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October 31, 2001

Networks Sue Digital Recorder Maker

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Filed at 9:30 p.m. ET

NEW YORK (AP) -- The three major television networks are suing the maker of the first Internet-ready personal digital video recorder, saying the ReplayTV 4000 allows people to make and distribute illegal copies of television programs.

NBC, ABC and CBS filed a lawsuit Wednesday in federal court in California against SONICblue Inc. (news/quote), claiming the ReplayTV 4000 would violate their copyrights by allowing users to distribute copies of programs over the Internet.

The networks also complained that technology in the personal video recorder can automatically strip out commercials.

In a joint statement, the networks said the device ``violates the rights of copyright owners in unprecedented ways'' and ``deprives the copyright owners of the means by which they are paid for their creative content and thus reduces the incentive to create programming and make it available to the public.''

The ReplayTV 4000 has not yet been released for sale to the public, and the networks are asking the court to prevent the device from coming to market. SONICblue, which is based in Santa Clara, Calif. was planning to begin sales in mid-November.

SONICblue officials said they have not seen the lawsuit but stressed that they took precautions against a Napster-like unfettered distribution of television programming.

The company limited the number of times -- to 15 -- in which a user could send a particular show to another ReplayTV 4000 owner, or so-called ``TV buddy.'' A recorded show could only be sent -- or resent to another user -- a maximum of 15 times.

``I think we've treaded softly,'' SONICblue's chief executive Ken Potashner said.

The product also supports a digital rights copy protection technology made by Macrovision (news/quote), giving broadcast networks the option to use that technology to restrict consumers from sending copies of a show over the Internet.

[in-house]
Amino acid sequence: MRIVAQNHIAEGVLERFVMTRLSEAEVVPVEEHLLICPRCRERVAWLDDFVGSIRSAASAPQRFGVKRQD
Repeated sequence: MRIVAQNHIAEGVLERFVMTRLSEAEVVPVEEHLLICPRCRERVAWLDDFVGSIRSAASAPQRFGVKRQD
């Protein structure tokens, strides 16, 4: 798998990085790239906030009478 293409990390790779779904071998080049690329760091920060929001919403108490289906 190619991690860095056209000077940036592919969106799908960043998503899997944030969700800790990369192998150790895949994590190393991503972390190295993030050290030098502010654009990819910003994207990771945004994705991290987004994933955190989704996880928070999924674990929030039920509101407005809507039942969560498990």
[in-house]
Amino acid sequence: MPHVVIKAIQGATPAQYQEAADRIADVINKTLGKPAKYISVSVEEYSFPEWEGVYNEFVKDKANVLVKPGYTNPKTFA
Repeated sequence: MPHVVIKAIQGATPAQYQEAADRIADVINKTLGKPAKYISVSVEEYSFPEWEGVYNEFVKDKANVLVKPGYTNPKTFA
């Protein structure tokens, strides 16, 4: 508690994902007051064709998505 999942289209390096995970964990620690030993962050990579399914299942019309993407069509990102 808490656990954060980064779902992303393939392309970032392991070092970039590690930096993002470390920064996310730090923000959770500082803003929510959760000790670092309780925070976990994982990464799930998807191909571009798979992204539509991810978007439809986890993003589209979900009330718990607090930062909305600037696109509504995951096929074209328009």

``The idea is not mass distribution of TV programming,'' Steve Shannon, ReplayTV's vice president of marketing said in September during the product announcement. ``We want to be cooperative with the (television) industry as we explore these different business models.''

Potashner was optimistic the copyright issues would eventually sort out, much in the same way record labels years ago sued Rio, the first maker of portable MP3 music players, and then later became business partners of Rio, which is now owned by SONICblue.

``The content providers are ultimately going to be our partners,'' Potashner said. He said that SONICblue is already discussing different business models with some of the same networks named as plaintiffs on the lawsuit.

Some of the plaintiffs, including Disney Enterprises Inc., NBC and Showtime Networks, made investments in ReplayTV in the late 1990s, before it became a SONICblue company.

``We do have an investment. However we never consented or would consent to the misuse of our copyrighted works,'' said Michelle Bergman, a Disney spokeswoman. ``We made clear we expect the use of copyrighted materials to be licensed and this technology does not allow for that. We're protecting ourselves.''